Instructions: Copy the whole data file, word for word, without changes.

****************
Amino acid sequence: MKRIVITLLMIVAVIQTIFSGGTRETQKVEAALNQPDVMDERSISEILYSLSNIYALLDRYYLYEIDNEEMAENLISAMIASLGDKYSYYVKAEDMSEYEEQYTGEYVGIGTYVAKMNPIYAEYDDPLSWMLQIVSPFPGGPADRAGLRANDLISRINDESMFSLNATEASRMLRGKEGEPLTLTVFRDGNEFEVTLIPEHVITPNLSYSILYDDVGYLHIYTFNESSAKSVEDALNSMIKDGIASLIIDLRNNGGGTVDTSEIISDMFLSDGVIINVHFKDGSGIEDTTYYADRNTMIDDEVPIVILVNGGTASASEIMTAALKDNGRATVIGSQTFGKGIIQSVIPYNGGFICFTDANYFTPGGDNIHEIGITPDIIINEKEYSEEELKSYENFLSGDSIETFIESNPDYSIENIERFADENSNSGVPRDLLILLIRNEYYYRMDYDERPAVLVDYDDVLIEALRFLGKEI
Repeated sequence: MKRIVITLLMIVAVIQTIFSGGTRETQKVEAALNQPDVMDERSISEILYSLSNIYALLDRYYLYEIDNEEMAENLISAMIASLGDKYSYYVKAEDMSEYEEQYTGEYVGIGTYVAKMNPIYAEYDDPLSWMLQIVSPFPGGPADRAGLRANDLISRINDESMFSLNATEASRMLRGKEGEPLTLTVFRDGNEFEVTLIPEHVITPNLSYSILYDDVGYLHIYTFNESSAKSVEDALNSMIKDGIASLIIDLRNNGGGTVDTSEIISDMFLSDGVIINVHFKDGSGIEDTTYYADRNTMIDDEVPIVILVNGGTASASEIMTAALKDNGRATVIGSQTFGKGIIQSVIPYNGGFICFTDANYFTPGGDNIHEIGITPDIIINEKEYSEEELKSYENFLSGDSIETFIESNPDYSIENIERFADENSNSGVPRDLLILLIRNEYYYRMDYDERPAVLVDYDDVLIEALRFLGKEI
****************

Amino acid sequence: MKRIVITLLMIVAVIQTIFSGGTRETQKVEAALNQPDVMDERSISEILYSLSNIYALLDRYYLYEIDNEEMAENLISAMIASLGDKYSYYVKAEDMSEYEEQYTGEYVGIGTYVAKMNPIYAEYDDPLSWMLQIVSPFPGGPADRAGLRANDLISRINDESMFSLNATEASRMLRGKEGEPLTLTVFRDGNEFEVTLIPEHVITPNLSYSILYDDVGYLHIYTFNESSAKSVEDALNSMIKDGIASLIIDLRNNGGGTVDTSEIISDMFLSDGVIINVHFKDGSGIEDTTYYADRNTMIDDEVPIVILVNGGTASASEIMTAALKDNGRATVIGSQTFGKGIIQSVIPYNGGFICFTDANYFTPGGDNIHEIGITPDIIINEKEYSEEELKSYENFLSGDSIETFIESNPDYSIENIERFADENSNSGVPRDLLILLIRNEYYYRMDYDERPAVLVDYDDVLIEALRFLGKEI
Repeated sequence: MKRIVITLLMIVAVIQTIFSGGTRETQKVEAALNQPDVMDERSISEILYSLSNIYALLDRYYLYEIDNEEMAENLISAMIASLGDKYSYYVKAEDMSEYEEQYTGEYVGIGTYVAKMNPIYAEYDDPLSWMLQIVSPFPGGPADRAGLRANDLISRINDESMFSLNATEASRMLRGKEGEPLTLTVFRDGNEFEVTLIPEHVITPNLSYSILYDDVGYLHIYTFNESSAKSVEDALNSMIKDGIASLIIDLRNNGGGTVDTSEIISDMFLSDGVIINVHFKDGSGIEDTTYYADRNTMIDDEVPIVILVNGGTASASEIMTAALKDNGRATVIGSQTFGKGIIQSVIPYNGGFICFTDANYFTPGGDNIHEIGITPDIIINEKEYSEEELKSYENFLSGDSIETFIESNPDYSIENIERFADENSNSGVPRDLLILLIRNEYYYRMDYDERPAVLVDYDDVLIEALRFLGKEI